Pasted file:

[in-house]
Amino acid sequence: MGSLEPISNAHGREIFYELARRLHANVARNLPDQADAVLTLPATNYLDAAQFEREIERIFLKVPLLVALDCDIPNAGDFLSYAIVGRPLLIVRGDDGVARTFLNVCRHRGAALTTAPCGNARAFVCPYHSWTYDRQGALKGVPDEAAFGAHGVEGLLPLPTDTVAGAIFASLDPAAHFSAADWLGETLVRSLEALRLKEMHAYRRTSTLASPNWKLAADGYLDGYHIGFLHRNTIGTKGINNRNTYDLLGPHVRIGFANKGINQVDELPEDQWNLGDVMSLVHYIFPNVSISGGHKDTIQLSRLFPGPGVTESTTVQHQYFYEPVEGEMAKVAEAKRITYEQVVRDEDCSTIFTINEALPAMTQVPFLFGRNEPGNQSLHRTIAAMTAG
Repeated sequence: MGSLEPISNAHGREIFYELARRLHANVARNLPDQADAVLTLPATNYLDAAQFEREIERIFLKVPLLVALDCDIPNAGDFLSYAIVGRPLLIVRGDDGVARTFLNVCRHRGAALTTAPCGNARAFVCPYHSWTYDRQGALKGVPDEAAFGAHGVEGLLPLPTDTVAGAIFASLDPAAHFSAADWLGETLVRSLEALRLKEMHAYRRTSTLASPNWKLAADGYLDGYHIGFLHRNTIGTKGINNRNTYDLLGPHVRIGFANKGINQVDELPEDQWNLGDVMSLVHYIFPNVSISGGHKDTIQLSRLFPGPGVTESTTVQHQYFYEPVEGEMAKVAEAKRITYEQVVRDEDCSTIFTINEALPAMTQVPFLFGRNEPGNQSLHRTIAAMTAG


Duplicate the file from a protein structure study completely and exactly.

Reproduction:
[in-house]
Amino acid sequence: MGSLEPISNAHGREIFYELARRLHANVARNLPDQADAVLTLPATNYLDAAQFEREIERIFLKVPLLVALDCDIPNAGDFLSYAIVGRPLLIVRGDDGVARTFLNVCRHRGAALTTAPCGNARAFVCPYHSWTYDRQGALKGVPDEAAFGAHGVEGLLPLPTDTVAGAIFASLDPAAHFSAADWLGETLVRSLEALRLKEMHAYRRTSTLASPNWKLAADGYLDGYHIGFLHRNTIGTKGINNRNTYDLLGPHVRIGFANKGINQVDELPEDQWNLGDVMSLVHYIFPNVSISGGHKDTIQLSRLFPGPGVTESTTVQHQYFYEPVEGEMAKVAEAKRITYEQVVRDEDCSTIFTINEALPAMTQVPFLFGRNEPGNQSLHRTIAAMTAG
Repeated sequence: MGSLEPISNAHGREIFYELARRLHANVARNLPDQADAVLTLPATNYLDAAQFEREIERIFLKVPLLVALDCDIPNAGDFLSYAIVGRPLLIVRGDDGVARTFLNVCRHRGAALTTAPCGNARAFVCPYHSWTYDRQGALKGVPDEAAFGAHGVEGLLPLPTDTVAGAIFASLDPAAHFSAADWLGETLVRSLEALRLKEMHAYRRTSTLASPNWKLAADGYLDGYHIGFLHRNTIGTKGINNRNTYDLLGPHVRIGFANKGINQVDELPEDQWNLGDVMSLVHYIFPNVSISGGHKDTIQLSRLFPGPGVTESTTVQHQYFYEPVEGEMAKVAEAKRITYEQVVRDEDCSTIFTINEALPAMTQVPFLFGRNEPGNQSLHRTIAAMTAG